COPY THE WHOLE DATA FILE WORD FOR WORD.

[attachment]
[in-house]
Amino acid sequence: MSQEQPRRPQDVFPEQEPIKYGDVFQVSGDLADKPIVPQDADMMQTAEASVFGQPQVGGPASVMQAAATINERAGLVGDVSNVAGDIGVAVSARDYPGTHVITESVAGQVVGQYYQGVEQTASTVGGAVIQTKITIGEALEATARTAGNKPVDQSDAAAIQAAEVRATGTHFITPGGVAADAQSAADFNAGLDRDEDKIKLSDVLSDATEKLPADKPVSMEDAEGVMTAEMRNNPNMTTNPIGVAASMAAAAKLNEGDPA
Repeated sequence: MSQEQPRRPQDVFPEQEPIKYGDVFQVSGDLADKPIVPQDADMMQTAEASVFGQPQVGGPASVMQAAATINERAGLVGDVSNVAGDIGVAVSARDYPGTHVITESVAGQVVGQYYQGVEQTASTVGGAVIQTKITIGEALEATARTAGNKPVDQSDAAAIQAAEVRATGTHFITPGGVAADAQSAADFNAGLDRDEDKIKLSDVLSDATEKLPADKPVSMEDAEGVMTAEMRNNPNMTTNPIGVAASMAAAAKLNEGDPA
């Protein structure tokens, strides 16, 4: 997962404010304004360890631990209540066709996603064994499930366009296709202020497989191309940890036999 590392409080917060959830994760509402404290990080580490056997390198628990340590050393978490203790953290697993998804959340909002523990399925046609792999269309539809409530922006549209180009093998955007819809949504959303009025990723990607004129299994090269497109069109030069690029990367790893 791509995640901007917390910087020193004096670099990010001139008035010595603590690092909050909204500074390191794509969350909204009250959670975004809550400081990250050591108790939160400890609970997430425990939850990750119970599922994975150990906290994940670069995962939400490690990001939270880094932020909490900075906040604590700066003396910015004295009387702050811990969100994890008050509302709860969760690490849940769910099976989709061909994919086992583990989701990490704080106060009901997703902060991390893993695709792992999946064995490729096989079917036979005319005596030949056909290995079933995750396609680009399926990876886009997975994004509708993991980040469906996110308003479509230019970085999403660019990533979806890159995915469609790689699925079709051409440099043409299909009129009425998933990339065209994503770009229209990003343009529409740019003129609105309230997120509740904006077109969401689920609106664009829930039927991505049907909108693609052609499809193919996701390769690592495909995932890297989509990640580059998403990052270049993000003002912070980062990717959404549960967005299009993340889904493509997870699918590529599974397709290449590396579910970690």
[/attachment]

[in-house]
Amino acid sequence: MSQEQPRRPQDVFPEQEPIKYGDVFQVSGDLADKPIVPQDADMMQTAEASVFGQPQVGGPASVMQAAATINERAGLVGDVSNVAGDIGVAVSARDYPGTHVITESVAGQVVGQYYQGVEQTASTVGGAVIQTKITIGEALEATARTAGNKPVDQSDAAAIQAAEVRATGTHFITPGGVAADAQSAADFNAGLDRDEDKIKLSDVLSDATEKLPADKPVSMEDAEGVMTAEMRNNPNMTTNPIGVAASMAAAAKLNEGDPA
Repeated sequence: MSQEQPRRPQDVFPEQEPIKYGDVFQVSGDLADKPIVPQDADMMQTAEASVFGQPQVGGPASVMQAAATINERAGLVGDVSNVAGDIGVAVSARDYPGTHVITESVAGQVVGQYYQGVEQTASTVGGAVIQTKITIGEALEATARTAGNKPVDQSDAAAIQAAEVRATGTHFITPGGVAADAQSAADFNAGLDRDEDKIKLSDVLSDATEKLPADKPVSMEDAEGVMTAEMRNNPNMTTNPIGVAASMAAAAKLNEGDPA
């Protein structure tokens, strides 16, 4: 997962404010304004360890631990209540066709996603064994499930366009296709202020497989191309940890036999 590392409080917060959830994760509402404290990080580490056997390198628990340590050393978490203790953290697993998804959340909002523990399925046609792999269309539809409530922006549209180009093998955007819809949504959303009025990723990607004129299994090269497109069109030069690029990367790893 791509995640901007917390910087020193004096670099990010001139008035010595603590690092909050909204500074390191794509969350909204009250959670975004809550400081990250050591108790939160400890609970997430425990939850990750119970599922994975150990906290994940670069995962939400490690990001939270880094932020909490900075906040604590700066003396910015004295009387702050811990969100994890008050509302709860969760690490849940769910099976989709061909994919086992583990989701990490704080106060009901997703902060991390893993695709792992999946064995490729096989079917036979005319005596030949056909290995079933995750396609680009399926990876886009997975994004509708993991980040469906996110308003479509230019970085999403660019990533979806890159995915469609790689699925079709051409440099043409299909009129009425998933990339065209994503770009229209990003343009529409740019003129609105309230997120509740904006077109969401689920609106664009829930039927991505049907909108693609052609499809193919996701390769690592495909995932890297989509990640580059998403990052270049993000003002912070980062990717959404549960967005299009993340889904493509997870699918590529599974397709290449590396579910970690």